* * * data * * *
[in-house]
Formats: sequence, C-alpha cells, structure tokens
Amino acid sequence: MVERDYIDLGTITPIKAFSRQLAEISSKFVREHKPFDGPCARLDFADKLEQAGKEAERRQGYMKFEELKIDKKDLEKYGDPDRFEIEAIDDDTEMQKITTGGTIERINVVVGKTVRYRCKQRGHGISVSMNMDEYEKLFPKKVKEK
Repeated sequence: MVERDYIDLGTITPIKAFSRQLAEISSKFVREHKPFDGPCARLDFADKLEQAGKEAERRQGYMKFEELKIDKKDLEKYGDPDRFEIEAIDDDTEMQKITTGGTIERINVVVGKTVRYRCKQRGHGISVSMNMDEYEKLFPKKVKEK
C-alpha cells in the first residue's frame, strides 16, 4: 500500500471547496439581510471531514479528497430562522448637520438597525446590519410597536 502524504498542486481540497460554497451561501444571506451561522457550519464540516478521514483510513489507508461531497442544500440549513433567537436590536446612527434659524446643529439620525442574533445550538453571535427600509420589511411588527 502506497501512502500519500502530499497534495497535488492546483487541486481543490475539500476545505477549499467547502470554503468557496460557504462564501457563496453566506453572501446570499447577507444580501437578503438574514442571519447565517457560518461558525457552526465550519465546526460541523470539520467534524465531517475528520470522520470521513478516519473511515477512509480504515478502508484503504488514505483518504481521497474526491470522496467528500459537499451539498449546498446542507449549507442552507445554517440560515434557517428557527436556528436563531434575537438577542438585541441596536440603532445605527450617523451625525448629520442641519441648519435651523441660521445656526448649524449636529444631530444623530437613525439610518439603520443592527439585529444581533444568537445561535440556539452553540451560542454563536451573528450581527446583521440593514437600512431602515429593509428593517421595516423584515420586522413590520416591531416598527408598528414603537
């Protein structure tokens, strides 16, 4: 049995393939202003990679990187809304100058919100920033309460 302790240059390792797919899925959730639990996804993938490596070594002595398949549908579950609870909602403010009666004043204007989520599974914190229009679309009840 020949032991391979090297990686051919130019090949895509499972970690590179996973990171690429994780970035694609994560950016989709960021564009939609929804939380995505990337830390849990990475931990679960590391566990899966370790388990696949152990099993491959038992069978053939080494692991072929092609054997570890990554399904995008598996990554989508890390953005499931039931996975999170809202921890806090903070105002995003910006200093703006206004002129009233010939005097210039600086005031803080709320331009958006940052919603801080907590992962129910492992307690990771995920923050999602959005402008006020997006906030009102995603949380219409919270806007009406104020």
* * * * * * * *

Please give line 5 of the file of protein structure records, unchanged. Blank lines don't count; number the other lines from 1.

C-alpha cells in the first residue's frame, strides 16, 4: 500500500471547496439581510471531514479528497430562522448637520438597525446590519410597536 502524504498542486481540497460554497451561501444571506451561522457550519464540516478521514483510513489507508461531497442544500440549513433567537436590536446612527434659524446643529439620525442574533445550538453571535427600509420589511411588527 502506497501512502500519500502530499497534495497535488492546483487541486481543490475539500476545505477549499467547502470554503468557496460557504462564501457563496453566506453572501446570499447577507444580501437578503438574514442571519447565517457560518461558525457552526465550519465546526460541523470539520467534524465531517475528520470522520470521513478516519473511515477512509480504515478502508484503504488514505483518504481521497474526491470522496467528500459537499451539498449546498446542507449549507442552507445554517440560515434557517428557527436556528436563531434575537438577542438585541441596536440603532445605527450617523451625525448629520442641519441648519435651523441660521445656526448649524449636529444631530444623530437613525439610518439603520443592527439585529444581533444568537445561535440556539452553540451560542454563536451573528450581527446583521440593514437600512431602515429593509428593517421595516423584515420586522413590520416591531416598527408598528414603537